You can directly use Chernoff's inequality, to get $LHS \le e^{-\Lambda^*(\epsilon)}$, where $\Lambda^*(\epsilon) := (\epsilon-1-\log\epsilon)/2$ is the Fenchel-Legendre transform of the log-MGF $\Gamma$ of $X_1^2$ (this has been computed in this SE post). Simplifying then gives

$$ LHS \le e^{-\Lambda^*(\epsilon)} = e^{-(\epsilon-1-\log\epsilon)/2} = e^{(1-\epsilon)/2}\sqrt{\epsilon} \le \sqrt{e\epsilon}. $$


It looks like all the previous answers (including mine) are quite off by a huge margin, if the vector $a=(a_1,\ldots,a_n)$ is somewhat dense in the sense that $\|a\|_1/\|a\|_\infty$ is substantially larger than $1$. For example, if $a_i=1/n$ for all $i$, then we would expect to have the upper-bound to be of orde $\epsilon^{\Omega(n)}$, and not $\epsilon^{1/2}$. See Fact 2.1 of this blogpost.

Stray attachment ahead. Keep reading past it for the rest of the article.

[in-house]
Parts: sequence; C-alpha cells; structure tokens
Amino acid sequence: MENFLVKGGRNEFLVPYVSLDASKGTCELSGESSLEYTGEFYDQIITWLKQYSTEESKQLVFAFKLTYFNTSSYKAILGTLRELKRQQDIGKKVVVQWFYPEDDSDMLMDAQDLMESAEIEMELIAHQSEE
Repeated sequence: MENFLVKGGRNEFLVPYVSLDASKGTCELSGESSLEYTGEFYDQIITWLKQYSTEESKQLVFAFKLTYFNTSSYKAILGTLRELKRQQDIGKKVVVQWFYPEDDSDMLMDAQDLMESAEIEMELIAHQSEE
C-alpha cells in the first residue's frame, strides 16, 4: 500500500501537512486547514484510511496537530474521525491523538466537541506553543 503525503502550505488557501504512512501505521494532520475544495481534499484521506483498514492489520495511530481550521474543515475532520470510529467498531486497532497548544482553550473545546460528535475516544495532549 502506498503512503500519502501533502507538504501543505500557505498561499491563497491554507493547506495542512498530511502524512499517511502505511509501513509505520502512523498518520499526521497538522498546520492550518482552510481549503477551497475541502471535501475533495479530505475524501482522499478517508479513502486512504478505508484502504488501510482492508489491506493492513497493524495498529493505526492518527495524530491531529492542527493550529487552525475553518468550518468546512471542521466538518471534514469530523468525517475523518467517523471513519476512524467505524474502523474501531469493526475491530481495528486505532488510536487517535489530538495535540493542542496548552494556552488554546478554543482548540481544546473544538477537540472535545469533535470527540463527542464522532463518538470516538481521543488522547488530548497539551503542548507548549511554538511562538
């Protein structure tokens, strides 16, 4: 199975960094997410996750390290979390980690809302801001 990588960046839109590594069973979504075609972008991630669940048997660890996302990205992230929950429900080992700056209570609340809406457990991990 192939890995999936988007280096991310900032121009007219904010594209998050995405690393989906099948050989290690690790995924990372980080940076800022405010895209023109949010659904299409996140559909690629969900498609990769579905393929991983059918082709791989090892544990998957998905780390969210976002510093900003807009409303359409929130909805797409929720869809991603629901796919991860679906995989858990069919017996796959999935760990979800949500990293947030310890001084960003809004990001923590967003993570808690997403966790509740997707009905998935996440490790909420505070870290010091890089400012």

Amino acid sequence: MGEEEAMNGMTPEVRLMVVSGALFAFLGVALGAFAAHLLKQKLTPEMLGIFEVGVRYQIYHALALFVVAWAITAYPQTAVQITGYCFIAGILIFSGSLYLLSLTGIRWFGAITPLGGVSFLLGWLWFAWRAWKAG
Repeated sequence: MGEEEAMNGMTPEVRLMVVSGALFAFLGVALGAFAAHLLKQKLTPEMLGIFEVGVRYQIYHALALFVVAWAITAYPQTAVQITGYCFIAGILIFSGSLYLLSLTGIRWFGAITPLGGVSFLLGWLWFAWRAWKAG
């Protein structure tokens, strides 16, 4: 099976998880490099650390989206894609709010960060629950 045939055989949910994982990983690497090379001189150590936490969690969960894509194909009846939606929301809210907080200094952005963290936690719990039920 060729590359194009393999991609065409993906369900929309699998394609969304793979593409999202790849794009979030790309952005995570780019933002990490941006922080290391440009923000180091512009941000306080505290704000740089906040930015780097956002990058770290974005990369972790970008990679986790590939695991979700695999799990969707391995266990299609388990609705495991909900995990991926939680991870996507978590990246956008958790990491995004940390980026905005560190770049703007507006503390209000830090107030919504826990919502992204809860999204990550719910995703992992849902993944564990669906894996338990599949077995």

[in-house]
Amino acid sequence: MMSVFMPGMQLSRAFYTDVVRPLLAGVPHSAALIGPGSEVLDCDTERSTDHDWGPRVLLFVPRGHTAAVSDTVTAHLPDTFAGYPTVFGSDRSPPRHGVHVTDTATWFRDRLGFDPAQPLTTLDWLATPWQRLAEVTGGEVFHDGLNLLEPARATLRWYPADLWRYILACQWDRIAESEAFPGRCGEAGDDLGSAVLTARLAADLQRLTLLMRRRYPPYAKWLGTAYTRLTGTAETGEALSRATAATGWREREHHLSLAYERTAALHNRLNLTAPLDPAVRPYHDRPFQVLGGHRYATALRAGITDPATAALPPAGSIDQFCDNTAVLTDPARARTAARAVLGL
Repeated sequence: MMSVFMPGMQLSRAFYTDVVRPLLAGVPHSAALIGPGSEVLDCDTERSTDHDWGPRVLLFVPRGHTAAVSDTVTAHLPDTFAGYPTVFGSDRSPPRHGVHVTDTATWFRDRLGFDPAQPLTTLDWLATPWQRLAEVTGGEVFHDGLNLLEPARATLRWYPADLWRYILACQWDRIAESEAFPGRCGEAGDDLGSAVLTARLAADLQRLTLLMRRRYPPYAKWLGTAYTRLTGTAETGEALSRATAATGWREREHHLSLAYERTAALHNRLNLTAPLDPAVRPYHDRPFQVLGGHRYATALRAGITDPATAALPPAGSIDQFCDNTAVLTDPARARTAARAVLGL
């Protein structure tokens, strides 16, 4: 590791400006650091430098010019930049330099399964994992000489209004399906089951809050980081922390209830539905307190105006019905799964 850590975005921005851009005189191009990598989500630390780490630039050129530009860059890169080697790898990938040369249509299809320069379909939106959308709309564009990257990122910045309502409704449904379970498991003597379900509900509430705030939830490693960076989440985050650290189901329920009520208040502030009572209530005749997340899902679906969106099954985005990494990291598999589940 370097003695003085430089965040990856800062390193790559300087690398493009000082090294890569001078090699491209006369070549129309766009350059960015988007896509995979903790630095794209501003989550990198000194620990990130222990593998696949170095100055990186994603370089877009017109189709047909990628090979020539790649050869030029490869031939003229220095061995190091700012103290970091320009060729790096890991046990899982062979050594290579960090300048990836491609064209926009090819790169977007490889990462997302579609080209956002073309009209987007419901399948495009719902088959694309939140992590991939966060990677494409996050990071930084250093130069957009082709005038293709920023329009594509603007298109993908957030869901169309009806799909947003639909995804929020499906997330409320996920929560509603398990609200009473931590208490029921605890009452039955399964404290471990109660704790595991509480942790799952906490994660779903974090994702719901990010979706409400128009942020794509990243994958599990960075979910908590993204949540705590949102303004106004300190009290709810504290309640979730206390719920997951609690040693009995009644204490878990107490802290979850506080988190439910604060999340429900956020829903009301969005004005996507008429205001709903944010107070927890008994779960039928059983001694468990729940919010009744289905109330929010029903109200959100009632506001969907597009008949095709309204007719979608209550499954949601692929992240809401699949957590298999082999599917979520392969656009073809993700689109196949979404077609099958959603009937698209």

In this post, I will provide an upper-bound which has somewhat optimal dependence on $a$.

Main tool: concentration function under affine transformation

Given a random vector $Y$ taking values in $\mathbb R^m$, its concentration function is defined by setting, for any $\epsilon \ge 0$,

$$ \mathcal L(Y,\epsilon) := \sup_{y \in \mathbb R^m} \mathcal L_y(Y,\epsilon),\text{ where }\mathcal L_y(Y, \epsilon) := \mathbb P(\|Y-y\|_2 \le \epsilon). $$